The Archaic period demonstrates Native American groups adapting to new, post-Pleistocene environments with diverse toolkits, exploiting the resource-rich environmental zones that appeared. The Late Archaic saw an increase in seasonal and permanent settlements, the introduction of soapstone bowls, and early agriculture. A few ceramics also start to appear as the Archaic transitions into the Woodland. The Holzmer collection represents the diversity of stone tools that Late Archaic peoples used, such as stone points, scrapers, drills, gravers, and even sherds of pottery. Although not mentioned in the table above, most of the lithics appear to be made from local stones, such as argillite, cherts, jaspers, and quartzites. The site was most likely a Late Archaic settlement that was able to adapt to its environment and make use of local materials rather than relying heavily on long distance trade, as exotic materials like copper are not represented. Due to the site’s location, it is probable that these people utilized river resources supplemented with terrestrial hunting. Resources like fish and freshwater mussels would have been consumed by the people of this settlement. Late Archaic peoples are also known to have used artifacts like net sinkers to aid fishing, and at least one has been identified in the collection. Archaic cultures are known to establish settlement patterns with procurement sites and base camps, where small settlements would lie on the periphery of a group’s territory and gather resources to send back to the central settlement. Sometimes Archaic settlements were seasonally occupied, where central base camps were typically occupied during the summer, while fall camps extended outward and spring camps were located on the coast. It is possible that the Holzmer site was a seasonally occupied procurement site that made use of the location’s access to ocean and inland resources. However, this is merely speculation; without a true archaeological excavation, it can be difficult to find data to support this besides the assortment of lithics. Post-holes from semi-permanent structures, charred plant and food remains, animal remains, pollen and soil samples, etc. are all missing pieces of information that might provide more context. Another potential for research is to analyze nearby prehistoric sites to try and map out larger settlement patterns; archaeologists do not only look at sites individually, but also as part of a larger network. Prehistoric people moved, communicated, and traded among multiple settlements just like we do today.
Collections like the Holzmer artifacts can be frustrating for archaeologists; they present us with a great deal of cultural material but with little context to help piece together information about the site. When writing about artifacts from the continental shelf, NJ archaeologists Charles Bello and Jack Cresson have said that “there is little we can do to piece the puzzle together again” (Bello and Cresson 1995:55). We can obtain as much information as we can from the artifacts themselves, however, without a true excavation that records archaeological context, the information stops there. It is possible to conduct archaeology out on the continental shelf, through the use of scientific diving techniques and underwater archaeology. However, locating the site offshore and excavating it underwater can be difficult. Future research should look at using underwater elevation data, called bathymetry, to map the seafloor and predict possible prehistoric site locations based on identified features, such as depressions that may have once been riverbeds or terraces. Archaeologists can predict where prehistoric sites may be located by examining proximity to water sources, how flat an area is, etc. By studying the ocean floor, these features can be identified underwater and used to predict site locations. There are many factors that need to be considered; it is possible that the site is not directly offshore, and the artifacts washed up after being affected by waves, currents, tidal action, and other processes that could have carried the artifacts from elsewhere. This particular site is located on the bay side of Cape May, which means the artifacts could have also been affected by bay processes such as subtidal circulation, through which surface water and bottom water move in different directions around the Delaware Bay, affecting currents and carving channels into the bay floor.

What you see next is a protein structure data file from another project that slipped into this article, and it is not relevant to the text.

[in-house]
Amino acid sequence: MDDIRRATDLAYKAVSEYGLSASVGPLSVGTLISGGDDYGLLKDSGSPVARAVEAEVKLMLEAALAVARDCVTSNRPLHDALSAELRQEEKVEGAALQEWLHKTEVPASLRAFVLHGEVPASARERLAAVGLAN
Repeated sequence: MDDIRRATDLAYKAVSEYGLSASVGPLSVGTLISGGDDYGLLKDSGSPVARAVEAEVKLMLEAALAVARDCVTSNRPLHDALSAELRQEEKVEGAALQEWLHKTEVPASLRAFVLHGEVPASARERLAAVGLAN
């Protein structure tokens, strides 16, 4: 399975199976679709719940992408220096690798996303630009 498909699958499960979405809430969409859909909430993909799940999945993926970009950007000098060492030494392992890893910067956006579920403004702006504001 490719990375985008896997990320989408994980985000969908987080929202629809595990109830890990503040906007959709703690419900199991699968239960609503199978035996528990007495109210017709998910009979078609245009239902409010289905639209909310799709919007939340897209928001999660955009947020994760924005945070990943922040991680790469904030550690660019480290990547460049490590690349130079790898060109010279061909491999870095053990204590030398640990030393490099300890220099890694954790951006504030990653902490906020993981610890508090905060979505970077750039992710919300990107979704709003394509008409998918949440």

Funding is also a major concern; most archaeological work done in New Jersey is part of cultural resource management, which protects archaeological sites when federally-funded construction and development threatens them. Cultural resource management is rarely done offshore, with the exceptions of wind farms and oil rig construction. This research would most likely have to be funded by a university or institution with an academic interest. Underwater archaeology is expensive and requires costly equipment and trained specialists.
Despite these setbacks, this type of work can yield useful information and may be worthwhile to conduct. Underwater environments are often anaerobic (lacking oxygen) which can result in better preservation of organic materials. The small organisms that consume organic material cannot survive in anaerobic environments. Underwater sites have yielded organic artifacts such as bone tools and plant food remains. For example, in 2009, the Tudsehage Submerged Settlements Project in Skaelskor, Denmark studied a similar site that had been submerged by rising sea levels, dating to around 7,500 to 8,500 years ago. After diving on the site, they had excavated a preserved wooden stake, cut firewood, and hazelnuts. All of these discoveries were made possible due to the great potential that underwater sites provide for artifact preservation. Pursuing research of prehistoric sites on the continental shelf may lead to discoveries that are not possible on land. If the Holzmer site’s physical location was discovered and excavated, it could lead to a greater understanding of our prehistoric past.